Ontario civic elections: the problem with online voting
Western prof worried by lack of Canadian standards governing how voter data is kept safe
By Colin Butler · CBC News
A Western University professor who studies cyber security is urging Ontario municipalities to truly understand how online voting works before it’s implemented, a technology that he warns carries little transparency and has no guarantee that votes are being counted correctly.
It turns out hand counting paper ballots is the best solution we have.
Aleksander Essex, a professor of computer science, who heads a Western University lab that investigates issues of online security and privacy calls online voting “one of the greatest open problems in cyber security.”It comes after many of Ontario’s more than 400 municipalities have already made up their minds whether or not they will use the technology when Ontarians go to the polls in provincewide civic elections on October 22, 2018.
The province requires municipalities to pass a by-law allowing an online ballot by May 1, 2017 in order to allow online voting in the 2018 civic election, but the problem, according to Essex, is there’s no comprehensive government list tracking which communities are using a technology that has no defined standards, limited transparency and no way to ensure votes are being registered correctly.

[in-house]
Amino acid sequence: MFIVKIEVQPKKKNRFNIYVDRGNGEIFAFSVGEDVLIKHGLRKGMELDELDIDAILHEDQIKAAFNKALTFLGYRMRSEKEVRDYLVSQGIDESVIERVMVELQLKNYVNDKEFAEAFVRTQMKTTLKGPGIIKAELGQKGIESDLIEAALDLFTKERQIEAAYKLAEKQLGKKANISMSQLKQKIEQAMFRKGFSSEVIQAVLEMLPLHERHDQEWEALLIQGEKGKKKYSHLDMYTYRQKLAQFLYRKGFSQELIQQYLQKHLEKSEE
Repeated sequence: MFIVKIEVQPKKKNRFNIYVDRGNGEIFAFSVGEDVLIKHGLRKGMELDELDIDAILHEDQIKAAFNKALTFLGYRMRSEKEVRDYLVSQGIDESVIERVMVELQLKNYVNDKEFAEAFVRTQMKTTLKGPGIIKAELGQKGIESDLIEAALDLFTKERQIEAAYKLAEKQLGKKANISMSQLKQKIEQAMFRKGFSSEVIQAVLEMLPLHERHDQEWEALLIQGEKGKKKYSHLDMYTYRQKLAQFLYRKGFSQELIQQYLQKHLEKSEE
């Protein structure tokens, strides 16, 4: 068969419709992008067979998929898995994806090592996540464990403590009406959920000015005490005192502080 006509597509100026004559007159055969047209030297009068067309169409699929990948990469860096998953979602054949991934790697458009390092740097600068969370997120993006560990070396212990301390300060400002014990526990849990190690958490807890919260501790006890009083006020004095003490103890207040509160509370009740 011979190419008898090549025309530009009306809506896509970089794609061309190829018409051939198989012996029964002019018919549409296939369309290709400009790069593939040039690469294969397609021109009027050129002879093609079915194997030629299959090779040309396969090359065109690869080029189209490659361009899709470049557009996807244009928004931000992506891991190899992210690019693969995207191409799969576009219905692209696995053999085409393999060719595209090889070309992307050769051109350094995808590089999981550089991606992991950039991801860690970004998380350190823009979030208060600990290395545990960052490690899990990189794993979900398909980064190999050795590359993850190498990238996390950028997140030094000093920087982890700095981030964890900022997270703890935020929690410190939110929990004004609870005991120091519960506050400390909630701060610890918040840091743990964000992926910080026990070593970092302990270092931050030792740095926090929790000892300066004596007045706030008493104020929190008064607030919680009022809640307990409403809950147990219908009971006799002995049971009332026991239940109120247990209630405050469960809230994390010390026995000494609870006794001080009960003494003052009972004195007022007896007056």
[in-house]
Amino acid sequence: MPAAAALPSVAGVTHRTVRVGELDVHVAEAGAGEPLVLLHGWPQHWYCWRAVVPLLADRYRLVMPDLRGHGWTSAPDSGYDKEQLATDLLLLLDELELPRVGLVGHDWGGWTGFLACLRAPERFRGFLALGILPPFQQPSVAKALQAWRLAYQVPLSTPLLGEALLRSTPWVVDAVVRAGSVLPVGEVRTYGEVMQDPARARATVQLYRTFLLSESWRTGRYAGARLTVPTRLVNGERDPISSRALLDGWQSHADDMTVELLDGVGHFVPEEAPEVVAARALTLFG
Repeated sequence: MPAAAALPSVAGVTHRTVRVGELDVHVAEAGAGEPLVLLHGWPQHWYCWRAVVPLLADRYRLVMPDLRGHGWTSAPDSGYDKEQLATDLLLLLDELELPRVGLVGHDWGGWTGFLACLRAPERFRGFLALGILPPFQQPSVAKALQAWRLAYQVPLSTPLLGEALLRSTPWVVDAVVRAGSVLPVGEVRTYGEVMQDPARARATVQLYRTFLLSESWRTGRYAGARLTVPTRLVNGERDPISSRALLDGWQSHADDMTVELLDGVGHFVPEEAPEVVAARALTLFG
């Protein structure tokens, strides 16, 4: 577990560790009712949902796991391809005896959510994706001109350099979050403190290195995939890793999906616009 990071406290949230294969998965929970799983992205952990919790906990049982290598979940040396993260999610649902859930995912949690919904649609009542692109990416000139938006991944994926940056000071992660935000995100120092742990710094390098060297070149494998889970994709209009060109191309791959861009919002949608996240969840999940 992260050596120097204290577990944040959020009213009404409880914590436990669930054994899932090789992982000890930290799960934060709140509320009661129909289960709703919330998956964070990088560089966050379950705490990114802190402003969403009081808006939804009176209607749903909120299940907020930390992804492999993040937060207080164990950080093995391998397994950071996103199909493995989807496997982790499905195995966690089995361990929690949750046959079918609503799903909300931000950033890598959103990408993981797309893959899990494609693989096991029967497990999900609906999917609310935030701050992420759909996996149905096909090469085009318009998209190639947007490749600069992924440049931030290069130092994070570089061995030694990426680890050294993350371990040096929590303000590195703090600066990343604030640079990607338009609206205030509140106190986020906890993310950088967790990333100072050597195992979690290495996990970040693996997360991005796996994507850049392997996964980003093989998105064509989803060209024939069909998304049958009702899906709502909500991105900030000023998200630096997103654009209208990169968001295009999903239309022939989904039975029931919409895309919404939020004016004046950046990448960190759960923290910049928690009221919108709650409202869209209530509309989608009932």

The problem is exacerbated by the fact that some municipalities don’t even know where the servers they use for the online voting are located.
Online elections are really not local elections – Aleksander Essex
“The election server itself may not even be in Canada,” Essex said. “We did a study last year on the Western Australian state election and we found the private keys. These are the encryption keys to protect your ballot and voter credentials. We found those keys living on servers all over the world, including in China.”
“That’s not a hack that’s just the way the cloud provider provides denial of service protection. What we’re seeing is that online elections are really not local elections, there’s really a multi-national character to the server infrastructure.”
Essex said online voting also leaves the election potentially vulnerable to hacking, through malware, most likely on a home computer.
A number of Ontario cities and provincial agencies have already proven they’re vulnerable to cyber attacks, including the cities of Pickering, Cambridge, an Oshawa hospital, the Ontario Privacy Commissioner and the Ottawa-Carleton District School Board.
Cities in Southwestern Ontario using online voting in 2018:
Cities in Southwestern Ontario not using online voting in 2018: